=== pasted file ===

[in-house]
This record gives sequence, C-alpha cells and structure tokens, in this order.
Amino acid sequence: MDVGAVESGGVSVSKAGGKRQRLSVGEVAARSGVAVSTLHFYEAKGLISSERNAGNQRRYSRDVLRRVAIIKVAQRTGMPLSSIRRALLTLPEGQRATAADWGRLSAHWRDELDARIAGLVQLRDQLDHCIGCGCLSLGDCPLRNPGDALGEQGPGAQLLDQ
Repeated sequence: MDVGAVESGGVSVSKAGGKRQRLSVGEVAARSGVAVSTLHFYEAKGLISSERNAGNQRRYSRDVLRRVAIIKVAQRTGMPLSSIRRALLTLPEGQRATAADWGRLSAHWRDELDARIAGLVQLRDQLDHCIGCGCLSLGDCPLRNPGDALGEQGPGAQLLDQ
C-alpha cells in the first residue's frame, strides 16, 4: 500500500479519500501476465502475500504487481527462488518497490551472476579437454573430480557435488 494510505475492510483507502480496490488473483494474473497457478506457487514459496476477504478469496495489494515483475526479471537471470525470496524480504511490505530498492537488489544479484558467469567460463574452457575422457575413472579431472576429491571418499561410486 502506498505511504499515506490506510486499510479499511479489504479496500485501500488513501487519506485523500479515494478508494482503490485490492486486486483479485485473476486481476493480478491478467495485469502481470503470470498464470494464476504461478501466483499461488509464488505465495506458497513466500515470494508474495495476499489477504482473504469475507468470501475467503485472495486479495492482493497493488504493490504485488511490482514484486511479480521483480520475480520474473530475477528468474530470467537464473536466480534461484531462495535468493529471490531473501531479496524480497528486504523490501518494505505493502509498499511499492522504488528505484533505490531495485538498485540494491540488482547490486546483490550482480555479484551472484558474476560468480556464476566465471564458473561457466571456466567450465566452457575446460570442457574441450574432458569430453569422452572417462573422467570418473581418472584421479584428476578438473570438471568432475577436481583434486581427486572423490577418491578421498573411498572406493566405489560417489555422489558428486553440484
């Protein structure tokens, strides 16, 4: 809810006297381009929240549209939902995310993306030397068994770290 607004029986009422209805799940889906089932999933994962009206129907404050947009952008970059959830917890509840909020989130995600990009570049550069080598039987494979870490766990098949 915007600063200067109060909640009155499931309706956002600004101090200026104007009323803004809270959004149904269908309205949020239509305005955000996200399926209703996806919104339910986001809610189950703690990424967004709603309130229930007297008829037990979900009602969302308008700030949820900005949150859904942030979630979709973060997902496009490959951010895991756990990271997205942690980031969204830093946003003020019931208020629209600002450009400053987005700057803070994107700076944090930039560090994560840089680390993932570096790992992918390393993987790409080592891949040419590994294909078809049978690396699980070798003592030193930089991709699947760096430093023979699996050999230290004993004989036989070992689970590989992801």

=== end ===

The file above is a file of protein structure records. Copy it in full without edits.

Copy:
[in-house]
This record gives sequence, C-alpha cells and structure tokens, in this order.
Amino acid sequence: MDVGAVESGGVSVSKAGGKRQRLSVGEVAARSGVAVSTLHFYEAKGLISSERNAGNQRRYSRDVLRRVAIIKVAQRTGMPLSSIRRALLTLPEGQRATAADWGRLSAHWRDELDARIAGLVQLRDQLDHCIGCGCLSLGDCPLRNPGDALGEQGPGAQLLDQ
Repeated sequence: MDVGAVESGGVSVSKAGGKRQRLSVGEVAARSGVAVSTLHFYEAKGLISSERNAGNQRRYSRDVLRRVAIIKVAQRTGMPLSSIRRALLTLPEGQRATAADWGRLSAHWRDELDARIAGLVQLRDQLDHCIGCGCLSLGDCPLRNPGDALGEQGPGAQLLDQ
C-alpha cells in the first residue's frame, strides 16, 4: 500500500479519500501476465502475500504487481527462488518497490551472476579437454573430480557435488 494510505475492510483507502480496490488473483494474473497457478506457487514459496476477504478469496495489494515483475526479471537471470525470496524480504511490505530498492537488489544479484558467469567460463574452457575422457575413472579431472576429491571418499561410486 502506498505511504499515506490506510486499510479499511479489504479496500485501500488513501487519506485523500479515494478508494482503490485490492486486486483479485485473476486481476493480478491478467495485469502481470503470470498464470494464476504461478501466483499461488509464488505465495506458497513466500515470494508474495495476499489477504482473504469475507468470501475467503485472495486479495492482493497493488504493490504485488511490482514484486511479480521483480520475480520474473530475477528468474530470467537464473536466480534461484531462495535468493529471490531473501531479496524480497528486504523490501518494505505493502509498499511499492522504488528505484533505490531495485538498485540494491540488482547490486546483490550482480555479484551472484558474476560468480556464476566465471564458473561457466571456466567450465566452457575446460570442457574441450574432458569430453569422452572417462573422467570418473581418472584421479584428476578438473570438471568432475577436481583434486581427486572423490577418491578421498573411498572406493566405489560417489555422489558428486553440484
């Protein structure tokens, strides 16, 4: 809810006297381009929240549209939902995310993306030397068994770290 607004029986009422209805799940889906089932999933994962009206129907404050947009952008970059959830917890509840909020989130995600990009570049550069080598039987494979870490766990098949 915007600063200067109060909640009155499931309706956002600004101090200026104007009323803004809270959004149904269908309205949020239509305005955000996200399926209703996806919104339910986001809610189950703690990424967004709603309130229930007297008829037990979900009602969302308008700030949820900005949150859904942030979630979709973060997902496009490959951010895991756990990271997205942690980031969204830093946003003020019931208020629209600002450009400053987005700057803070994107700076944090930039560090994560840089680390993932570096790992992918390393993987790409080592891949040419590994294909078809049978690396699980070798003592030193930089991709699947760096430093023979699996050999230290004993004989036989070992689970590989992801």